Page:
Twitter’s “suggested users” list is a Who’s Who of Twitter celebrities, featuring the likes of Al Gore, Lance Armstrong, Ashton Kutcher, John McCain, Martha Stewart, and others with millions of followers. The New York Times claimed that a spot on the list would guarantee 500,000 additional followers and reported that social media guru Jason Calacanis had offered $250,000 to be listed.
Last Friday, Twitter did something remarkable. It added a number of well-known social entrepreneurs and innovators to this list, among them Social Edge, Skoll Foundation, Kiva, Matt Flannery (Kiva co-founder), Acumen Fund, Jacqueline Novogratz (Acumen Fund founder), charity: water, GOOD Magazine, Kjerstin Erickson (FORGE founder), and Room to Read. Not knowing what was going on, Kiva’s Flannery thought there was a spam attack and complained about the 500 new users a minute he was getting. But not for long.
Twitter’s move is huge, not only because it propels social entrepreneurs to enter mainstream but also because the microblogging service--THE trading floor for attention on the Web--has decided to give away some of the attention it attracts to promote good causes. Consider it the New Socialism: a redistribution of attention, not of material wealth. What’s even more remarkable is the reaction of one of the benefitting organizations, Social Edge, which immediately sent out a message to all its new users pointing them to a list of 100 other social entrepreneurs and innovators on Twitter. Give more than you take: that’s the power of meaningful marketing and exactly the kind of giving that makes companies thrive in the ‘share economy.' Good creates more good.
There are other, even more immediate ways in which Twitter can be used for doing good. My colleague Jacob Zukerman proposed it the other day, and I found the concept instantly compelling: instant social action, enabled by Twitter. Tweet Mobs for collective action. The idea is simple: Convert all the attention on Twitter into real-world action--in real-time. With some twitter users attracting more than a million followers, their social influence is significant--why not use it for social good, especially when you can “eventize” it by creating artificially scarce moments of real-time public collaboration?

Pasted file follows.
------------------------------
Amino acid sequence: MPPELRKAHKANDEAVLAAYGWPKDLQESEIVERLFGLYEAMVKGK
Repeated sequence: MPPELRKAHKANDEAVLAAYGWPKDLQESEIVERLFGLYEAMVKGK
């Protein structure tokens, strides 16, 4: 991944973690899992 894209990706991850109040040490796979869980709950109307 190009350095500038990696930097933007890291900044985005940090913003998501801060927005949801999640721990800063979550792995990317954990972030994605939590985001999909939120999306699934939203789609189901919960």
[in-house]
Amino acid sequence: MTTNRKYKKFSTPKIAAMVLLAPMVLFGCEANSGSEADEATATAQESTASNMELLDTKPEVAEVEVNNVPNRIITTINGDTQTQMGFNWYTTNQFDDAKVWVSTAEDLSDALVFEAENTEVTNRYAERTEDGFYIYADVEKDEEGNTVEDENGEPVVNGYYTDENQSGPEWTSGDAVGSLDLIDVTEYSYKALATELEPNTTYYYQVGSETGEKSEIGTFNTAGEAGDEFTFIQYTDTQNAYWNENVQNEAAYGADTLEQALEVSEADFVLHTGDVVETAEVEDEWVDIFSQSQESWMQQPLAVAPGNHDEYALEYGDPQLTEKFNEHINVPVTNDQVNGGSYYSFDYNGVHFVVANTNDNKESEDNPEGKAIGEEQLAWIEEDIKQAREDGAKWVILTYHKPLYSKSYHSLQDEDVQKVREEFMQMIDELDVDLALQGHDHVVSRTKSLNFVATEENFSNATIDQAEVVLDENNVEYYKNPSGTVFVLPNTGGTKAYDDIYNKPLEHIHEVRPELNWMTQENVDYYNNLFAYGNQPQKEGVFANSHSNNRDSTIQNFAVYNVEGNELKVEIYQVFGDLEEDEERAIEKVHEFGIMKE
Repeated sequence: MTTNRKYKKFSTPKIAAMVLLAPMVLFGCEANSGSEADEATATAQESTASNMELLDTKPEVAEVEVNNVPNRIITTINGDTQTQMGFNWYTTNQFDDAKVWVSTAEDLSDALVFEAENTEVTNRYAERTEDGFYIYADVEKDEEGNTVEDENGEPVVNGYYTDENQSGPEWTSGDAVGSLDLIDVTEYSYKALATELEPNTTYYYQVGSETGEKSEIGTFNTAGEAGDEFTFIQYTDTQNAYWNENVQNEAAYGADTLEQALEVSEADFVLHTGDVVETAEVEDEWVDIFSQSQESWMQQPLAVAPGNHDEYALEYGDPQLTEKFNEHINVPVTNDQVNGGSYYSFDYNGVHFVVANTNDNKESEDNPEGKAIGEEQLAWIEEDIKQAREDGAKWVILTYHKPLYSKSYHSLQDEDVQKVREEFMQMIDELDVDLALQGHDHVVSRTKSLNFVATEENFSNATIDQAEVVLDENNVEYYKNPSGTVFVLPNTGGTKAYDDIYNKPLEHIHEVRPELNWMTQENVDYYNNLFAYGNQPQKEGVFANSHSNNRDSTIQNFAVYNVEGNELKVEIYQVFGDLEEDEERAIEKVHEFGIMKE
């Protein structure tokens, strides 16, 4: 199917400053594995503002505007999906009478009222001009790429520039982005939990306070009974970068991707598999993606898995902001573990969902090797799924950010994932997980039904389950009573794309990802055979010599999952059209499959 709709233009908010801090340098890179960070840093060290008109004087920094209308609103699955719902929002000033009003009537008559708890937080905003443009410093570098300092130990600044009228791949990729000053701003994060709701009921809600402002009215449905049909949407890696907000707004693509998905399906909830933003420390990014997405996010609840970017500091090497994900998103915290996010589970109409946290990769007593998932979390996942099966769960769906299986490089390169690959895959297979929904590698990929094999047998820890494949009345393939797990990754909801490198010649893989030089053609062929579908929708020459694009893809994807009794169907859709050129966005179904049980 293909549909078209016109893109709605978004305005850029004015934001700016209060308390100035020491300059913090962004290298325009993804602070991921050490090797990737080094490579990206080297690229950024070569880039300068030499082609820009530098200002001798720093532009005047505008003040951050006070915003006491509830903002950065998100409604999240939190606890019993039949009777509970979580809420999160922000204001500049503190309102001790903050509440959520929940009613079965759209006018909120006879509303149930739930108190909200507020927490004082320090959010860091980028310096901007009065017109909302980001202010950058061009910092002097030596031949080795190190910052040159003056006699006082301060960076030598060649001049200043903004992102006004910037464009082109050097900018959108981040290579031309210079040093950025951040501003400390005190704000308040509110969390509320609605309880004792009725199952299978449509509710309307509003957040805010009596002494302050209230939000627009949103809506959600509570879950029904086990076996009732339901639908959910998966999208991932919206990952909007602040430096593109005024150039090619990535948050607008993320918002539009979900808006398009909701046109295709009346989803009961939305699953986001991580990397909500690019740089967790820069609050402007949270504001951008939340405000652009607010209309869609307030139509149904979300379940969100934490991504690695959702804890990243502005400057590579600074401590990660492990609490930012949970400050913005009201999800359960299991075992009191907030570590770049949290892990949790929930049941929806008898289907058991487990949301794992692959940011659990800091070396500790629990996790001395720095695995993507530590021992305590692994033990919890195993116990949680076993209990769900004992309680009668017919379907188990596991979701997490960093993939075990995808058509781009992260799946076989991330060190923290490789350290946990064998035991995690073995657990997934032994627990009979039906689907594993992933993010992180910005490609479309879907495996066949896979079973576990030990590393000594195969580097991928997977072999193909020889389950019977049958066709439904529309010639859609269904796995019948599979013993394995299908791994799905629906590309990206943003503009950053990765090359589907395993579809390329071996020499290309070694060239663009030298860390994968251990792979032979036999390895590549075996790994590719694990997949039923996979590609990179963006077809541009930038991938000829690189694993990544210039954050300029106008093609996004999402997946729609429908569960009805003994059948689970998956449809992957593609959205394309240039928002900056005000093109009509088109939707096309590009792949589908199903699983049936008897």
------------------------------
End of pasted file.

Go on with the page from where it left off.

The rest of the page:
The link between tweet and deed is not new on Twitter and exists in various formats (Mashable has provided a great overview): Cause-related fundraising (Tweet fund drives) via Twitter has been made popular by Twestival, Tweetsgiving,12for12k, Tweetathon, and others. An alternate concept is Twollars, a Twitter-based currency with no hard money value that allows users to pledge money to charity using Twitter. Describing itself as “a currency of appreciation for Twitter,” it effectively connects micro-payments with micro-blogging. (Speaking of currencies, PollyTrade links Twitter accounts to E*Trade account and allows brokers to trade stock via Twitter.) And there are Tweet-Ups--offline events initiated and organized via Twitter--but in this case, too, the tweet and the deed are asynchronous. Carrotmob, a congenial social media platform for social activism, uses Twitter, but it still requires a moment of translation as well: good will and a commitment to a cause can be immediately “socialized,” however, the output--the action--still occurs via intermediary.
All these formats do not convert instantly into offline action in the way Flash Mobs do. What if followers not only follow but do (in the best “Here Comes Everybody” style)? What if Blog Action Day became Twitter Action Minute? These Twitter Mobs or Smart Tweets would capitalize on the unique combination of peer pressure, presence, location-based eventization, and of course, sheer reach. The train wreck Sarah Lacy-Mark Zuckerberg interview at SXSW 2008 was a negative example of live-mobbing on Twitter, a disaster unfolding in real-time, amplified through the synchronous meta-conversation on Twitter. The #CNNfail campaign in response to CNN’s deficient coverage of the Iranian election, was another one. The enormous power of these real-time conversations is frightening, but it is also promising. The more optimistic equation goes like this: Attention = social capital = social action. What if a group of Twitter followers all picked up one piece of garbage from the street? What if they all gave food to a homeless person? What if they exchanged money, products, hugged a stranger, etc.? And so on. It’d be a real-time, real-world transaction that would be as swift as the transactions taking place at breathtaking pace every second in the highly virtual realm of international finance. A smart attention-to-action cascade. A Good Mob.
Maybe a fantasy--but a good one.